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A Good Kind of Debt

Typically we view debt as a negative thing. If we owe money on a credit card, or have a balance on a car or school loan, we want to get rid of it as fast as we can. We are being charged interest to use the money we’ve borrowed. In fact, some refer to it as a usury fee.

Not all debt is bad. Scripture speaks of an indebtedness that comes with being blessed. In fact, the more blessed we are the more indebted we become to those who are not.

Paul believed the gifts he received from God indebted him to those who were less fortunate. In Romans 1:14 he said, “I am a debtor both to Greeks and to barbarians, both to wise and to unwise” (NKJV).

Another translation reads, “For I have a great sense of obligation to people in both the civilized world and the rest of the world, to the educated and uneducated alike” (NLT).

The more blessed he was, the more indebted he became, which really applies to us as well. God doesn’t send blessings our way with the idea that we will keep them all to ourselves. The blessings we receive are for us to enjoy and share.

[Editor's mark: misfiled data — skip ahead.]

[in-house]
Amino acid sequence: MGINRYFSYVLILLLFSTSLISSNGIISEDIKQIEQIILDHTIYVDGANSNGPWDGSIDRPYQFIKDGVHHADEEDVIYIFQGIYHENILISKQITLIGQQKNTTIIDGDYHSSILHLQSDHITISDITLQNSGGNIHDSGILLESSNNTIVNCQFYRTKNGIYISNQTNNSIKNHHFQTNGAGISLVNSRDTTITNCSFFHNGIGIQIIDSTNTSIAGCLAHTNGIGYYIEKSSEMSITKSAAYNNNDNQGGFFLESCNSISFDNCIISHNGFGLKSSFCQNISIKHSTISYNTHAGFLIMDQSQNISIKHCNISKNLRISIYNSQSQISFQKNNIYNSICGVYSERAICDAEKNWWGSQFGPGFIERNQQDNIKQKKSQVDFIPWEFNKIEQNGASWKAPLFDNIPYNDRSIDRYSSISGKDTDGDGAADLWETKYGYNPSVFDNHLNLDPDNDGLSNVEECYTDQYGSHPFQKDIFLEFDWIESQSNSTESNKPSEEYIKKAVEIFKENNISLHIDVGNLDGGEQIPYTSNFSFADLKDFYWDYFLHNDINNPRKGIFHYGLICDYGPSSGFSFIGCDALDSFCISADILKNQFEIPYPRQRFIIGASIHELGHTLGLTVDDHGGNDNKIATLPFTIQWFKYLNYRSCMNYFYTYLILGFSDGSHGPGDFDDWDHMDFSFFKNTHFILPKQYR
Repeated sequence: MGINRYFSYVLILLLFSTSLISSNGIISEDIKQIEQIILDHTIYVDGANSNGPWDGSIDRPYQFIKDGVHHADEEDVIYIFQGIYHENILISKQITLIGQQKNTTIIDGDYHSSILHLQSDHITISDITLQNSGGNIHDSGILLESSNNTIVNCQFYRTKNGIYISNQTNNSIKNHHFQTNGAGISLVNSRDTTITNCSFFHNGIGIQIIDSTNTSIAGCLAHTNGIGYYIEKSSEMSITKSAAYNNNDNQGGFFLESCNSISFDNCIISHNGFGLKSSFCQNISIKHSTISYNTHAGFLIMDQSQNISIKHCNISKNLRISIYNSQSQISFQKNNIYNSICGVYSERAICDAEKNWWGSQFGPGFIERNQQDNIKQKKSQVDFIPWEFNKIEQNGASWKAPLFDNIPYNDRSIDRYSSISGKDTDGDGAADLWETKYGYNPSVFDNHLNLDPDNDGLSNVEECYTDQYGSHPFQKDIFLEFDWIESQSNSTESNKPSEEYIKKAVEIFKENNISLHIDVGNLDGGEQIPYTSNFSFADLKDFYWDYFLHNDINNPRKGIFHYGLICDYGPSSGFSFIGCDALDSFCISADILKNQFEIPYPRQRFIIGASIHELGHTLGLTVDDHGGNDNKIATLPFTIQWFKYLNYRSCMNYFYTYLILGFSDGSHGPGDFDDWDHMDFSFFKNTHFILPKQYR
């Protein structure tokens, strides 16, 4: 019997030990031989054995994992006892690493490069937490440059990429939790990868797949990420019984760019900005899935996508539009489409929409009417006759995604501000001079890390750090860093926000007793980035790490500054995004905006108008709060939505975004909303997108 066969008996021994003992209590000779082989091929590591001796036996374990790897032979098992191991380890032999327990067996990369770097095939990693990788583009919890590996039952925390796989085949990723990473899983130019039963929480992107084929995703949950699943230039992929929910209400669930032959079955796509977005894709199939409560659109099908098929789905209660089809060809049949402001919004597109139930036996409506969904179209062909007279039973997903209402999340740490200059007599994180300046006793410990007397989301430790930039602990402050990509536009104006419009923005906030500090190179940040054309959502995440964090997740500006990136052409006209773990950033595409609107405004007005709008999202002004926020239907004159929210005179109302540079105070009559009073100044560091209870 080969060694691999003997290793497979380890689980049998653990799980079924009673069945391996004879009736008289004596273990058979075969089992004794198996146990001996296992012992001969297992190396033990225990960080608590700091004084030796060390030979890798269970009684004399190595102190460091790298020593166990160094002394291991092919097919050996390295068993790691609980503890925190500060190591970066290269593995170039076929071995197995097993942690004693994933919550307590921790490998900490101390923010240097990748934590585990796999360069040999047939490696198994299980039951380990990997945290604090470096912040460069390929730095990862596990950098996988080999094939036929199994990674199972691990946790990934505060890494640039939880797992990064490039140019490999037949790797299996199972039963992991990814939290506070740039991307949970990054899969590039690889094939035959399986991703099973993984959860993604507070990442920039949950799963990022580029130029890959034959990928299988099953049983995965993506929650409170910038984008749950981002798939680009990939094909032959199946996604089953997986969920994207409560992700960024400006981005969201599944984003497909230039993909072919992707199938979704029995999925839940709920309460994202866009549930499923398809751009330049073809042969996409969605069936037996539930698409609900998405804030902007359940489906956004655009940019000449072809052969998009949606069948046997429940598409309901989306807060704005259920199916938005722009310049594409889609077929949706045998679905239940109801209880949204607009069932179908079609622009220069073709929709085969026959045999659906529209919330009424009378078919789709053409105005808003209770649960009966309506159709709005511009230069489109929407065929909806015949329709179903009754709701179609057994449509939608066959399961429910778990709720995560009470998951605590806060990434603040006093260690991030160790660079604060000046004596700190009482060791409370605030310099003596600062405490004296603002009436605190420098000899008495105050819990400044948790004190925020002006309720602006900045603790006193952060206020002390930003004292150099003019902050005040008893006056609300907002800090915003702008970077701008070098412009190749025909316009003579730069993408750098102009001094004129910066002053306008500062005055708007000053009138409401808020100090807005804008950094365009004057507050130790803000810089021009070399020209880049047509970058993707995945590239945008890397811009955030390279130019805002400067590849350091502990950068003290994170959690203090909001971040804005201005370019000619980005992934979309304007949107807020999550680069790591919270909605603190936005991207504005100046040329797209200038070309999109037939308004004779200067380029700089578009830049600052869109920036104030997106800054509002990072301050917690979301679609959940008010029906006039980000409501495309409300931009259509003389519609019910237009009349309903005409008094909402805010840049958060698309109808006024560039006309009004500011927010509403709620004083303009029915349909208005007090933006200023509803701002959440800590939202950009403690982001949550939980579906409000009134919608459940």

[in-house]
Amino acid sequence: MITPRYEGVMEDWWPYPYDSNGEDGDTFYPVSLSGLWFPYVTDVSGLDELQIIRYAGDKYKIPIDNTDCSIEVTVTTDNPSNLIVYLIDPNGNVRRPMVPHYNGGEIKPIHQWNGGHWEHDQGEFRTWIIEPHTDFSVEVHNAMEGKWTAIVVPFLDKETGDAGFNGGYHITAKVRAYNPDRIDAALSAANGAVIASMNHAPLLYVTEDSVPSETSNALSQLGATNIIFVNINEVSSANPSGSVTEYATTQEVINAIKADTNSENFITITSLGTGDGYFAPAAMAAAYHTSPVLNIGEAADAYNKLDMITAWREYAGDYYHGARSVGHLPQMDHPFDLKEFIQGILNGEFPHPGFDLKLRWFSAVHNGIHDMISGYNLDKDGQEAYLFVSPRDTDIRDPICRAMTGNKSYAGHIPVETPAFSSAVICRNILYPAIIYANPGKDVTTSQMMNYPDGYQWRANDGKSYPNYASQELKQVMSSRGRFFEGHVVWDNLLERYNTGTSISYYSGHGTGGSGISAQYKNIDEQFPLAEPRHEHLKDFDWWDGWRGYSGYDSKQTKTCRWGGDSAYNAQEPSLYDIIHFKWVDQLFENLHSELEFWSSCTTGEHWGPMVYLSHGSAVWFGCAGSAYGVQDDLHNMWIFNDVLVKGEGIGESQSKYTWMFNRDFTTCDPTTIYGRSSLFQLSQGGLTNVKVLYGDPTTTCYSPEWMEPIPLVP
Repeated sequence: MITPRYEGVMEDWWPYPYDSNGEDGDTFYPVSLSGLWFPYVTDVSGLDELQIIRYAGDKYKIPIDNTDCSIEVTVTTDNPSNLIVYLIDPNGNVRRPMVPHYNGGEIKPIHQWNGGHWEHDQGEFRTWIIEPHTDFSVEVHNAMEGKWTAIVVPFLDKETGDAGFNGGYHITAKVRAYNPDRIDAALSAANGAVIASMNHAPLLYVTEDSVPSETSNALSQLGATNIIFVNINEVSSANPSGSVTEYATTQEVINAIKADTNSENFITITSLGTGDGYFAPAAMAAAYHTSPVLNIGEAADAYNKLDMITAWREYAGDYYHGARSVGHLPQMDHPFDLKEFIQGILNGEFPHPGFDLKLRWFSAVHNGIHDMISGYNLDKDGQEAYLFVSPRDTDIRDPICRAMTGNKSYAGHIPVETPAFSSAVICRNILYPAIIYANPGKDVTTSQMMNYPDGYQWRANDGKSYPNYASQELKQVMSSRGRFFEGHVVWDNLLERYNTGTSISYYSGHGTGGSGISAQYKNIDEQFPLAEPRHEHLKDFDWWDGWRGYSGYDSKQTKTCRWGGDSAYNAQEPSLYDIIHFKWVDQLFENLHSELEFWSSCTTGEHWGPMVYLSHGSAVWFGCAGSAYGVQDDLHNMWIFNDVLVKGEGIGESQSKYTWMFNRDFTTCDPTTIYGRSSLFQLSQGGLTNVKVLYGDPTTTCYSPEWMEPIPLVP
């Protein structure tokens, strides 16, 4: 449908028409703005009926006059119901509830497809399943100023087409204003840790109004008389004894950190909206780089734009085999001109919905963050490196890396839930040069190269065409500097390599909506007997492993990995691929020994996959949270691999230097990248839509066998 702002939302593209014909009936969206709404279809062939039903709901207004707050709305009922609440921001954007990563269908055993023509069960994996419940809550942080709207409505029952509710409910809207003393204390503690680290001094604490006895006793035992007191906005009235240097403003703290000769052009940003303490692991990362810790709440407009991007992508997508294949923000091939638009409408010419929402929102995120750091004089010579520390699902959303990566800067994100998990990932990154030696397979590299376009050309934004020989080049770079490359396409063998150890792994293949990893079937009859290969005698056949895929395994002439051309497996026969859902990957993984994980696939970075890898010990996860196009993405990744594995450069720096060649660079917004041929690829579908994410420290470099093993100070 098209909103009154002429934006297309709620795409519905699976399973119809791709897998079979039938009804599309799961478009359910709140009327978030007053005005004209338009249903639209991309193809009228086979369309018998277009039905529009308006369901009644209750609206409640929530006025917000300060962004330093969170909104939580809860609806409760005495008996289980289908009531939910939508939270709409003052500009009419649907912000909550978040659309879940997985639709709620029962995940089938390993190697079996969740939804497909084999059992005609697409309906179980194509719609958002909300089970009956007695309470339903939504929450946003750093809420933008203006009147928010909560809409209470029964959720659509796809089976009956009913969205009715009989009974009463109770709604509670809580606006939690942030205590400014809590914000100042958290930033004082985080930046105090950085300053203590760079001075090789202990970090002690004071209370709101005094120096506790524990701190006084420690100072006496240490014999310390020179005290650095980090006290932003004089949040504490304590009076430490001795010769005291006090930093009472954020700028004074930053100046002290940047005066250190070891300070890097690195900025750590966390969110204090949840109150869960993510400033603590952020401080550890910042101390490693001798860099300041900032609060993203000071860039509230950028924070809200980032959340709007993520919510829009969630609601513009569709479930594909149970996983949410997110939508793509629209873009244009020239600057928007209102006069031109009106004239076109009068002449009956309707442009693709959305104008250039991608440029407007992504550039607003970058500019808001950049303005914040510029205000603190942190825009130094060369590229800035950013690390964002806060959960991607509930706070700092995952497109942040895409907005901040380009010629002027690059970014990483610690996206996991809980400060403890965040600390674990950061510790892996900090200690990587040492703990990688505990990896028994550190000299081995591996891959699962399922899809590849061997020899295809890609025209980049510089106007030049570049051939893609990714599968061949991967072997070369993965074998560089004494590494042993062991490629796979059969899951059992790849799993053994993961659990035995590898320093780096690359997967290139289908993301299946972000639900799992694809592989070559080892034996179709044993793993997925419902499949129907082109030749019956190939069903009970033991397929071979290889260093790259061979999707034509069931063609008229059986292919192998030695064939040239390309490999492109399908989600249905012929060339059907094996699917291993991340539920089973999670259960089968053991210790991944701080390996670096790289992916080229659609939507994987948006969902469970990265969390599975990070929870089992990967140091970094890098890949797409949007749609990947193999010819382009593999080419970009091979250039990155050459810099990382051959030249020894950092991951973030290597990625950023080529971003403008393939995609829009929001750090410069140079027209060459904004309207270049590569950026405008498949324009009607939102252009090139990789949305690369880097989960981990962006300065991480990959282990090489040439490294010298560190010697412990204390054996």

“The golden rule is the principle of true courtesy, and its truest illustration is seen in the life and character of Jesus. Oh, what rays of softness and beauty shone forth in the daily life of our Savior! What sweetness flowed from His very presence! The same spirit will be revealed in His children. Those with whom Christ dwells will be surrounded with a divine atmosphere…” (Thoughts From the Mount of Blessing, p. 135).

“Everyone who has been made a steward of the manifold grace of God is called upon to impart to souls in ignorance and darkness, even as, were he in their place, he would desire them to impart to him” (Ibid, p.135).

Working with and for ignorant people can be challenging. The word ignorant means, “lacking knowledge or awareness in general; uneducated or unsophisticated” (Google). Ignorance breeds complacency, false assumptions and a distrust of science and learning. It is very difficult to reason with someone who is willfully ignorant. And yet, if we are not this way, we are indebted to those who are.

Think of ways that you can gracefully promote positive learning and intellectual honesty today.

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About Rich DuBose

Rich DuBose

is director of Church Support Services for the Pacific Union Conference.

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